Nancy O'Laughlin

Nancy O'Laughlin

Educational Technology Consultant, ATS

Canvas Speedgrader

Grading can be one of the most challenging and time consuming tasks an instructor faces. Providing a consistent effort across all students can be difficult depending on the type of assignment, class size, number of courses you teach, etc. The Speedgrader tool in Canvas can make grading practices easier, more streamlined and full of meaningful feedback for your students. When you use the Speedgrader tool you can:

  • see your students submissions,
  • annotate and provide feedback right on the submission (for some file types),
  • you can grade with a rubric,
  • provide text, attachments or audio/video feedback.
    • And as soon as you grade one student, the next one is right there. There is no extra downloading of student work unless you choose to grade that way. Once you have tried it, I can’t imagine grading any other way!  

-Nancy O’Laughlin, Educational Technology Consultant, ATS


Rose Muravchick

Rose Muravchick

Assistant Director, CTAL

Exam or quiz study guides

Give your students extra-incentive to study, and also get a sneak-peak into how they prepared for your exam. Have students turn in a short study guide (1-2 pages) at the time of their exams.

  • Give them a few points on the exam just for handing the study guide in.
  • Scan the study guides briefly (don’t comment on or correct them!) and make some notes about where students seem to have gone off track in their studying.
  • Present this global feedback to the entire class when you hand back their exams so that you can give them feedback on how to study more effectively for the next exam. For example:
    • “I noticed that most of you didn’t include a list of the sources used to support this argument. Make sure that you review the names of the authors and their major works so that you can cite them specifically in the next in-class essay.”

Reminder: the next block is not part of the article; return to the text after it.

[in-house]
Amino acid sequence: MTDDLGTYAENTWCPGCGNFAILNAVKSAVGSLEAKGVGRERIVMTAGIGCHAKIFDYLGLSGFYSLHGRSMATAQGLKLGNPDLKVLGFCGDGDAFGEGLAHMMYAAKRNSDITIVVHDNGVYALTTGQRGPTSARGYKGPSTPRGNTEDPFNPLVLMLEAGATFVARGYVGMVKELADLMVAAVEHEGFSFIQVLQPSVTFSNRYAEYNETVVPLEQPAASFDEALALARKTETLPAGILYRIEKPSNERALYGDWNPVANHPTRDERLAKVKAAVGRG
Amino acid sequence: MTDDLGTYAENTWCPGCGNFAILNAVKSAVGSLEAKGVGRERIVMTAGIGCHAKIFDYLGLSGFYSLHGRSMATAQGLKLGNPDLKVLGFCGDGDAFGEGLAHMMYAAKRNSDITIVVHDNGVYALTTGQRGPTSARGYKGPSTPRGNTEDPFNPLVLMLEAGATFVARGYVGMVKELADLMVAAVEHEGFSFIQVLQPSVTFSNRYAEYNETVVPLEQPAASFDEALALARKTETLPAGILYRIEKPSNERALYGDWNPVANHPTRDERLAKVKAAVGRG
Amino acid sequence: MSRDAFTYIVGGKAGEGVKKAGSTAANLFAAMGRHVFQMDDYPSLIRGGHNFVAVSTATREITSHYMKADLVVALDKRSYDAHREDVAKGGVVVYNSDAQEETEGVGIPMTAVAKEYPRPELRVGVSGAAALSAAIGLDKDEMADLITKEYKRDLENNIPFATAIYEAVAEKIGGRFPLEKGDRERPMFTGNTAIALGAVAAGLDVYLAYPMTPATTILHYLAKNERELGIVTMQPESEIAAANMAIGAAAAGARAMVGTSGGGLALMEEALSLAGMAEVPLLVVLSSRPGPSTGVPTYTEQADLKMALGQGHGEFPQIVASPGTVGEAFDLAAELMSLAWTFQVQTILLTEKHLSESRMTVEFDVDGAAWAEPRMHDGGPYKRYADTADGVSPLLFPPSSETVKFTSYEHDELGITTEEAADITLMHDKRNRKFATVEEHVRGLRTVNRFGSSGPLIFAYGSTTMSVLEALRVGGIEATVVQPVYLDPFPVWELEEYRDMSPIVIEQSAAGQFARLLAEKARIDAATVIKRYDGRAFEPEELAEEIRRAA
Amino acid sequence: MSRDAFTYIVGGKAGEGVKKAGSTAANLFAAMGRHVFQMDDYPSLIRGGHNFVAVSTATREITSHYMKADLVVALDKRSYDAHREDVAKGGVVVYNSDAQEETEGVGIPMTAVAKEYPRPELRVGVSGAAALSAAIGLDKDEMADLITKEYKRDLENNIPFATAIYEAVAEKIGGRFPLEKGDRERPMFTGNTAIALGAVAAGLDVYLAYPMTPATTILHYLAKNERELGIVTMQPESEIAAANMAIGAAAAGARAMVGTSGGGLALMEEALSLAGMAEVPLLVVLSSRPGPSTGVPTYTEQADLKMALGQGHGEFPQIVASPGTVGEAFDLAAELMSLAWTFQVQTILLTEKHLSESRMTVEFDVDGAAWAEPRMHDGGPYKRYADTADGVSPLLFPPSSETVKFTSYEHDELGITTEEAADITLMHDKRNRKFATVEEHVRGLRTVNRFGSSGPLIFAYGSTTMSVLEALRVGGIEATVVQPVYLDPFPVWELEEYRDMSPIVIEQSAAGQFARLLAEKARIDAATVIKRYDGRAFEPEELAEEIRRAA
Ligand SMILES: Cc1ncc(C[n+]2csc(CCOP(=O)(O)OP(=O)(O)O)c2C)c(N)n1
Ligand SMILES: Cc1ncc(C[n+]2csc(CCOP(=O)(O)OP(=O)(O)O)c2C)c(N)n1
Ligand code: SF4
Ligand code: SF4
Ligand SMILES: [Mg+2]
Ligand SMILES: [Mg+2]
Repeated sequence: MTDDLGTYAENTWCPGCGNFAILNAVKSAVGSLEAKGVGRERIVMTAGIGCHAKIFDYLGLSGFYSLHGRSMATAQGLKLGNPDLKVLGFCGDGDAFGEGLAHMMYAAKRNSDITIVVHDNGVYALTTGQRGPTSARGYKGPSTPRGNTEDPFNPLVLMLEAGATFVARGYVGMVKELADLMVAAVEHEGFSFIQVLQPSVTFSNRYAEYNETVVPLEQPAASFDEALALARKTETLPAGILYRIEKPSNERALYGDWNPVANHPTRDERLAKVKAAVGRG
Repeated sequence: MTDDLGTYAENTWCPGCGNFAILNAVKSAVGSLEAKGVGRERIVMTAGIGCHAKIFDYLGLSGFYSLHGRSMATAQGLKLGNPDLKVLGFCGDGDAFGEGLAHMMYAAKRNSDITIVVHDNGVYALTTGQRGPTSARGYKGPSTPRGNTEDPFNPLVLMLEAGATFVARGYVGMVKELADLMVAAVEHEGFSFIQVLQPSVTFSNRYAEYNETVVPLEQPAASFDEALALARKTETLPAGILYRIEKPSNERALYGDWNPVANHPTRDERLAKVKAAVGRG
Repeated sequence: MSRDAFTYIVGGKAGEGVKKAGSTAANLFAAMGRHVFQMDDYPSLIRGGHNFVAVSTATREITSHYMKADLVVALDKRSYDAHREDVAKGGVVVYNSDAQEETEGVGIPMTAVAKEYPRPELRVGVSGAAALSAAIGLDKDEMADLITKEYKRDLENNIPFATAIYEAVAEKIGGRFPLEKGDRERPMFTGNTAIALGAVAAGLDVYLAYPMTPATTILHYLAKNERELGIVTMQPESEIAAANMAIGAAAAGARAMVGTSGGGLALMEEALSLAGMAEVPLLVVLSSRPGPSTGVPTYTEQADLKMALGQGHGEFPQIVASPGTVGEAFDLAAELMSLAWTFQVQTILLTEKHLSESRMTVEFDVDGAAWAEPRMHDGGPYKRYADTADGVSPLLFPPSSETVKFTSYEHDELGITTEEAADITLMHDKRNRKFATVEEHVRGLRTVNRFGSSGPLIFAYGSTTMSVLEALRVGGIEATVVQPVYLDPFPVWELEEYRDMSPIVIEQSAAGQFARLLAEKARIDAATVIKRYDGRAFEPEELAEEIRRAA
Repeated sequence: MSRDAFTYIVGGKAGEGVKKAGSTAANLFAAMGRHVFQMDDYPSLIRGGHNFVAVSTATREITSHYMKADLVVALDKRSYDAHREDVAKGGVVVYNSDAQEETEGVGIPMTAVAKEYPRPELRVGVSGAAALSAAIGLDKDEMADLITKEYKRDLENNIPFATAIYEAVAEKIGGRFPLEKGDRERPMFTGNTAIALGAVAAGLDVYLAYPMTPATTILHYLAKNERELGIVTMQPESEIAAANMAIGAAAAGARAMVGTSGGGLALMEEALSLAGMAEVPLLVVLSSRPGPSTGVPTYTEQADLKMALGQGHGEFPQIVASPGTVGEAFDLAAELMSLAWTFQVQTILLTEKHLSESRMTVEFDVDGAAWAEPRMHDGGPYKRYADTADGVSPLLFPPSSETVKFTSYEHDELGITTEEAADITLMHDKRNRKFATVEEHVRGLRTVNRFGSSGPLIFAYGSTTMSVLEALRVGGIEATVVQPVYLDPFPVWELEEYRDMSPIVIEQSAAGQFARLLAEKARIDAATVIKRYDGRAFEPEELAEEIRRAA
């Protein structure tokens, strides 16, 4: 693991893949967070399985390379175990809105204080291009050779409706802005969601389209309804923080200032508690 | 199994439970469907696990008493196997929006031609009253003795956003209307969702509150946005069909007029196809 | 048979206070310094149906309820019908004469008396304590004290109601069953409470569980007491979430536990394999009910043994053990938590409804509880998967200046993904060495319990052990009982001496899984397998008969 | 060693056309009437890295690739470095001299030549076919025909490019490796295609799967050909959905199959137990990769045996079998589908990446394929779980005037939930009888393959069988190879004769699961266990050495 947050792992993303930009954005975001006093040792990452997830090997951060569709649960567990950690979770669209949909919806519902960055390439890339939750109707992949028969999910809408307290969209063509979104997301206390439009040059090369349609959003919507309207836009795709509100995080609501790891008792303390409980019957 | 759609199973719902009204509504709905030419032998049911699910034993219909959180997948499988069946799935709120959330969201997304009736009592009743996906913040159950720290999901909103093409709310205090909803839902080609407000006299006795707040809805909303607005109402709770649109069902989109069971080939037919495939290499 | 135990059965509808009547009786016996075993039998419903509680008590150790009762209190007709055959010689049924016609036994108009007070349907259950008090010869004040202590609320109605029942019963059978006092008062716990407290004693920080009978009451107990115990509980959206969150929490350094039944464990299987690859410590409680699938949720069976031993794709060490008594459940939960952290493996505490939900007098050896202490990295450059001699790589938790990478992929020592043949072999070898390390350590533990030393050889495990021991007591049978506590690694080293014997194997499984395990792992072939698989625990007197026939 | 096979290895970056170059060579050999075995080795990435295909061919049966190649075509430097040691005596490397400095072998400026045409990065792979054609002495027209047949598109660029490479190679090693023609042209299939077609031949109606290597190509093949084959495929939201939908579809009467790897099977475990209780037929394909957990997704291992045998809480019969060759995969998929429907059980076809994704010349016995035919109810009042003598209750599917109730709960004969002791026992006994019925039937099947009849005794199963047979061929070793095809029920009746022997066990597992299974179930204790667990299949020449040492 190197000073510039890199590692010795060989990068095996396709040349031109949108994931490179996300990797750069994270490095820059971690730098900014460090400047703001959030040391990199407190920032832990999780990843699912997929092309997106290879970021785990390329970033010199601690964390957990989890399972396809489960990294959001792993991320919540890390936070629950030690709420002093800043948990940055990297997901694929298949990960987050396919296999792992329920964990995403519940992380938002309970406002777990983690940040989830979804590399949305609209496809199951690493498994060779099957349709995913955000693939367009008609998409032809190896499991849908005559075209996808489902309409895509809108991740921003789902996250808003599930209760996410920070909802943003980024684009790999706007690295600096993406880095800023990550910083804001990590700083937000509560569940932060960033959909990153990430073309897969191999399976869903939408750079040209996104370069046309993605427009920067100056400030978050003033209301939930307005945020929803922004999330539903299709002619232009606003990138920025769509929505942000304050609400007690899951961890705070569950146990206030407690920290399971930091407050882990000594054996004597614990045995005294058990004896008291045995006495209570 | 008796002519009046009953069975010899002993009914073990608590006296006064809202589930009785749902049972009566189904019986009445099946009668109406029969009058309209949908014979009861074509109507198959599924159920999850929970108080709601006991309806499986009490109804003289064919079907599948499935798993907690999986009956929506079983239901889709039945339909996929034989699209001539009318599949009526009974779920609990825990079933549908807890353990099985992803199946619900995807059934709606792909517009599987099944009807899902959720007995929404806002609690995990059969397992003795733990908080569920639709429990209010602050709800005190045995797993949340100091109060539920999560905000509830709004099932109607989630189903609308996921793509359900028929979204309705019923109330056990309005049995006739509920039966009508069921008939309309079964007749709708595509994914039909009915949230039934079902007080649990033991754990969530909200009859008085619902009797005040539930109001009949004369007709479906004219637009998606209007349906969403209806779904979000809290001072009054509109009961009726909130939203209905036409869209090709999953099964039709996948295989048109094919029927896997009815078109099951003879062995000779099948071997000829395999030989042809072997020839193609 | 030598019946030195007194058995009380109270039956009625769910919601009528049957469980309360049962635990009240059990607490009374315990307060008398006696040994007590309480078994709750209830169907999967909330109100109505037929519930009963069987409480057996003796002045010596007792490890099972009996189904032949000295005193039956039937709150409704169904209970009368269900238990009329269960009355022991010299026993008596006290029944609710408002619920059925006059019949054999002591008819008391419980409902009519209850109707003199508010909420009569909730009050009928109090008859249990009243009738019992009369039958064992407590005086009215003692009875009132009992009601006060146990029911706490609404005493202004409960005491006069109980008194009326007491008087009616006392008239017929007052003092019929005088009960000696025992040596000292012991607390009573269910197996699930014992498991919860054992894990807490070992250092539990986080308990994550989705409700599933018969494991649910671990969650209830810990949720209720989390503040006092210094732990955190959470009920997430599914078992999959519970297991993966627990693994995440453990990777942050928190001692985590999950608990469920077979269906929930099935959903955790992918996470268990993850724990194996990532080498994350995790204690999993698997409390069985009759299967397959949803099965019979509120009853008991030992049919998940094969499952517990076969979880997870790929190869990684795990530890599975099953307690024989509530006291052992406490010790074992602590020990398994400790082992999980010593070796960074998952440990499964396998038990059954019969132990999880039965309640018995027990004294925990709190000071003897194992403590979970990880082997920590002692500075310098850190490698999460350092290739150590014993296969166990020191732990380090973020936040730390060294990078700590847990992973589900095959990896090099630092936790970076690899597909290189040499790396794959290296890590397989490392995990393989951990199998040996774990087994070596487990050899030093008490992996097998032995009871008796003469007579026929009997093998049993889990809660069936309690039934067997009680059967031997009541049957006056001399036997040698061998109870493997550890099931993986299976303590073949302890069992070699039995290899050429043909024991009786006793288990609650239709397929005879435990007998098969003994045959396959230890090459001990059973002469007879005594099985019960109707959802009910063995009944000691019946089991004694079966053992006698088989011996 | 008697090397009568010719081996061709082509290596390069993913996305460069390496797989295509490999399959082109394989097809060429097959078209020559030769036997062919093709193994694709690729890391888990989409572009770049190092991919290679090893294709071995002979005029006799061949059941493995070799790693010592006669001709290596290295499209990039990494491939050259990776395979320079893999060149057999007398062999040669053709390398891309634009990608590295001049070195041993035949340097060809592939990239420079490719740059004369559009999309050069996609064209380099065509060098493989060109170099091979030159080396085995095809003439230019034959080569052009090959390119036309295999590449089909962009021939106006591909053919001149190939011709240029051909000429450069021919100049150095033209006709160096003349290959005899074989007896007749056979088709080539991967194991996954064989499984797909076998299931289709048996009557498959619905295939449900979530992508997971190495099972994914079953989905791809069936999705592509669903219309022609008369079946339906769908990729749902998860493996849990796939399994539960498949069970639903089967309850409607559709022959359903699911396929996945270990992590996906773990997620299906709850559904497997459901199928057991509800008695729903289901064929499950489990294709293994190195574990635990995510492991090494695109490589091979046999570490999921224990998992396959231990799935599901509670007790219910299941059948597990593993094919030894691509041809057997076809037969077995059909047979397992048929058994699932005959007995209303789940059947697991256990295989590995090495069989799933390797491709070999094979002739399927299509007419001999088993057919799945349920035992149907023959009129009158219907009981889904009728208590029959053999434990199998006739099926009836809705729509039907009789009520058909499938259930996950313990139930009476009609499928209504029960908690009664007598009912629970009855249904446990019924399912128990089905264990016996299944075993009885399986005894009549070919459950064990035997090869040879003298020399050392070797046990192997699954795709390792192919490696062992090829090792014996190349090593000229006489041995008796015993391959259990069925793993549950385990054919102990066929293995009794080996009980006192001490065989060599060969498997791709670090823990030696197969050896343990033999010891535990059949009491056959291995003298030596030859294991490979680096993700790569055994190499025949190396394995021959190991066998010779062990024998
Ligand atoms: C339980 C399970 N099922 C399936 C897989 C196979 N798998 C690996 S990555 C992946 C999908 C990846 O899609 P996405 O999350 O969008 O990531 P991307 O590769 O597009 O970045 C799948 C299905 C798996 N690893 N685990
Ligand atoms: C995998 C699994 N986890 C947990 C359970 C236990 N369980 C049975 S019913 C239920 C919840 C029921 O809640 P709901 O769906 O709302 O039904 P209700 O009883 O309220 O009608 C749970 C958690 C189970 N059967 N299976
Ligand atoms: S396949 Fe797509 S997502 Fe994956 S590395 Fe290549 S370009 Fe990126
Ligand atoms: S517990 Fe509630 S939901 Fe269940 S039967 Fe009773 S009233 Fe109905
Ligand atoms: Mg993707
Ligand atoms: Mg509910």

• “I see that most of you defined this term incorrectly in your study guides; remember to review the glossary in your textbook before our next exam.”

-Rose Muravchick, assistant director, CTAL


Kathy Pusecker

Kathy Pusecker

Director, CTAL

Exit tickets with muddiest point

If you want students to be more reflective about what they are learning, and you also want to make sure that students are giving you and their colleagues their full attention during your class period, try a “Muddiest Point” exit ticket. These exit tickets can be used as proof of attendance and participation, if you assign credit for those components. If you do, you’ll want to let the students know that the feedback (while not anonymous) is only for you and for the improvement of the course. Encourage them to be honest, and let them know how you will use this feedback.

  • In the last 2 minutes of class, ask students to quickly write down one topic, idea, or process that you discussed in class that they are still unsure about or that doesn’t make sense to them. Students might write things like:
    • “I’m still not sure what the difference is between equity and equality.”
    • “I don’t understand what the conversation we had today has to do with engineering.”
    • “I don’t know what I’m supposed to know for the upcoming exam.”
  • Once you look through this feedback, you may wish to make some changes to your next class session, or more clearly communicate about some aspect of your classroom policies. You don’t need to offer a response to every student comment, but if you see trends, you might want to consider a response.

-Kathy Pusecker, director, CTAL


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